• I've long abandoned the idea of being "discovered" by some big comedy exec but the people who have found me have become life long friends and inspirations

10 Things Edinburgh Locals Wished Everyone Knew About The Edinburgh Fringe

1. Edinburgh is actually really small.

  • In August 2019 over 3 million people attended Edinburgh festival events

  • The population of Edinburgh in 2019 was only 527,620

  • As an old city, there's only so much it can change to support this number of people

  • This influx of people has a big impact on the amount of litter, pollution and damage to roads etc that the city has to maintain

  • I remember a performer complaining that Edinburgh wasn't very "pedestrian friendly", well not with this many pedestrians!

2. Schools go back around the second week of August so:

  • Kids (and parents) don't really get to take advantage of seeing shows

  • The school run is an absolute nightmare - I once was late because I had to walk around a massive purple cow instead of straight through the usually public square

  • And people do actually live and work in the Royal Mile. Don't be upset if they blank you.

3. We're not happy about the accommodation situation either.

  • Almost a tenth of the 5,300 privately rented properties in Edinburgh are owned by the same 15 people (and who knows if they actually live in Edinburgh)

  • The Fringe and large student population has been driving up rent in the city for decades to London rates without the London Living Wage

  • Local renters and students are often tossed out in August so their landlords can put in festival tenants at a higher rate

  • Around 1/3 of short-term lets in Scotland happen in Edinburgh which has a big impact on communities and renters and has recently led to stricter laws on Airbnb style lets

  • Of course, there are some Edinburgh landlords taking the piss. I hate them.

4. Yes, the buses and roadworks are awful. We hate them too.

  • And up until fairly recently you needed the EXACT change to get on a bus so consider yourselves lucky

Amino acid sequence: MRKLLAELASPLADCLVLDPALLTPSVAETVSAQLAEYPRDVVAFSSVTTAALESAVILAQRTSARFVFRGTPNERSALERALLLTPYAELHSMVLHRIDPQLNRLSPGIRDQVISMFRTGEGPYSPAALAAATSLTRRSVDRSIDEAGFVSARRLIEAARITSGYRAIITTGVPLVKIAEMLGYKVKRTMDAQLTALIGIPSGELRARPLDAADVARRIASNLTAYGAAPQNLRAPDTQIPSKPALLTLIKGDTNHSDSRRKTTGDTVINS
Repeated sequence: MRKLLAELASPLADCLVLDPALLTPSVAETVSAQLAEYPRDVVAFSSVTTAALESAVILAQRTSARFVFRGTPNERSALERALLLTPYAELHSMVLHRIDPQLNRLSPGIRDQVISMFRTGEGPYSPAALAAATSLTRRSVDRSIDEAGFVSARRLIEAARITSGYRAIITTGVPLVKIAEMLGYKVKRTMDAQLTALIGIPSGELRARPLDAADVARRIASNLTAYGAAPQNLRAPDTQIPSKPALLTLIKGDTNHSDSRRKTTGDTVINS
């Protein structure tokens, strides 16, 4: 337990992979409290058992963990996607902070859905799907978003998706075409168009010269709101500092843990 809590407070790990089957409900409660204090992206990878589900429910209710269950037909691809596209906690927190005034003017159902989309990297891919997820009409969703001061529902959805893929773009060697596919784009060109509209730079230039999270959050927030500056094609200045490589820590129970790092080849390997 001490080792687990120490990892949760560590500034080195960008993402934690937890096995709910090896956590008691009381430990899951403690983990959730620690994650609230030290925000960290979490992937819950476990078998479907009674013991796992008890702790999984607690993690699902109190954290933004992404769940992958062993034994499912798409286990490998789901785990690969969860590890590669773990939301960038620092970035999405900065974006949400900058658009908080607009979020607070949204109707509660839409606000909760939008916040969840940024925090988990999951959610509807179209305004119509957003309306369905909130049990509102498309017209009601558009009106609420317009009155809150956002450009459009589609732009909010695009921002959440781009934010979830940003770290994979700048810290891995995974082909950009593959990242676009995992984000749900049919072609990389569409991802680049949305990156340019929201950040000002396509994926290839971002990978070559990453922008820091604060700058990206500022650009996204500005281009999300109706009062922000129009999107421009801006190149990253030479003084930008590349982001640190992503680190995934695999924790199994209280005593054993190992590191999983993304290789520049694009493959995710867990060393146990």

• Edinburgh is on CityMapper now but the bus tracker is way off, just to warn you

  • Please sit down on buses. I know you think you're being polite by standing but you're really just getting in the way

  • Don't get on the bus in the morning. People are trying to commute.

5. The festivals don't provide locals with as many jobs/opportunities as you'd think

  • Pop-up venues are notorious for not paying their staff properly and offering locals “accommodation” is even more useless, which brings me to...

6. The Edinburgh Fringe has become very London Centric

  • It took living in London for 5 years to find out how the Edinburgh Fringe "worked" and by then I was too late

  • Because I had "debuted" I'm no longer eligible for a lot of comedy opportunities even though it's easier for a lot of Scottish people to perform in Edinburgh than London (or just as hard)

7. There's not just the Fringe Festival in August in Edinburgh.

  • There's the Edinburgh International Festival, the Fringe, the Arts Festival, the Tattoo, the Book Festival, the Film Festival and the TV Festival

  • And the Fringe is the fringe of the EIF, which brings me to...

8. Edinburgh people started the Edinburgh Fringe!

  • The Edinburgh People's Theatre was one of the eight founding groups who turned up to the International Festival in 1948 and performed despite not being "invited"

  • The EPT are still going and are very nice - they are often around at the participants hub so say hello!

  • (I performed as a dancer in EPT pantos from 1994-2006!)